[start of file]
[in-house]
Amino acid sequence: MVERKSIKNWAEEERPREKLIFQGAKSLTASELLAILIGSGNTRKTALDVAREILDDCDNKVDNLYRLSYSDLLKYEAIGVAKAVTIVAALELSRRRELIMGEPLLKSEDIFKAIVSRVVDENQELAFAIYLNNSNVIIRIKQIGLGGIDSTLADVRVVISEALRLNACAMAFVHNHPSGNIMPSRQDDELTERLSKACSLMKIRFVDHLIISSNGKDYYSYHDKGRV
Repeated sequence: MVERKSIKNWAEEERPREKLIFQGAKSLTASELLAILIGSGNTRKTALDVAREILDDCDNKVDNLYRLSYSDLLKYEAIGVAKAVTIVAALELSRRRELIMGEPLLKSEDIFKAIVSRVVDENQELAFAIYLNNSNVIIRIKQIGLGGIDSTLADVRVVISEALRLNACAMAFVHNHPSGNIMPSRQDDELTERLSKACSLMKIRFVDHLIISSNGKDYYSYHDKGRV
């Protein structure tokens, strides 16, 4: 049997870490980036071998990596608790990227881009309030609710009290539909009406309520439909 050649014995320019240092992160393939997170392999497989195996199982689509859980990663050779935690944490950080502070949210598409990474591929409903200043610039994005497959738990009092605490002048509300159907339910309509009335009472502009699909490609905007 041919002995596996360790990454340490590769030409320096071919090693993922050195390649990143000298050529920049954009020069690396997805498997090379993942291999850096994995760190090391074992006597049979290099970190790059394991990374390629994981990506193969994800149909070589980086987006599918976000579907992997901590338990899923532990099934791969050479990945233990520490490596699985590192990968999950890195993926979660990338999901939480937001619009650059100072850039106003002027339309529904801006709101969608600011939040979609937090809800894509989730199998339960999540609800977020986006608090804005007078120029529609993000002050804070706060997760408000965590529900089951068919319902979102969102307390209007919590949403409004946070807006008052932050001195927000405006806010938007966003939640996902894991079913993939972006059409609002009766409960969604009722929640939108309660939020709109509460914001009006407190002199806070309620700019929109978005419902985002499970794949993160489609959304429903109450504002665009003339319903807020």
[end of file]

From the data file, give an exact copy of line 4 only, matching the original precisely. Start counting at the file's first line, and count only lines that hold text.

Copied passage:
């Protein structure tokens, strides 16, 4: 049997870490980036071998990596608790990227881009309030609710009290539909009406309520439909 050649014995320019240092992160393939997170392999497989195996199982689509859980990663050779935690944490950080502070949210598409990474591929409903200043610039994005497959738990009092605490002048509300159907339910309509009335009472502009699909490609905007 041919002995596996360790990454340490590769030409320096071919090693993922050195390649990143000298050529920049954009020069690396997805498997090379993942291999850096994995760190090391074992006597049979290099970190790059394991990374390629994981990506193969994800149909070589980086987006599918976000579907992997901590338990899923532990099934791969050479990945233990520490490596699985590192990968999950890195993926979660990338999901939480937001619009650059100072850039106003002027339309529904801006709101969608600011939040979609937090809800894509989730199998339960999540609800977020986006608090804005007078120029529609993000002050804070706060997760408000965590529900089951068919319902979102969102307390209007919590949403409004946070807006008052932050001195927000405006806010938007966003939640996902894991079913993939972006059409609002009766409960969604009722929640939108309660939020709109509460914001009006407190002199806070309620700019929109978005419902985002499970794949993160489609959304429903109450504002665009003339319903807020």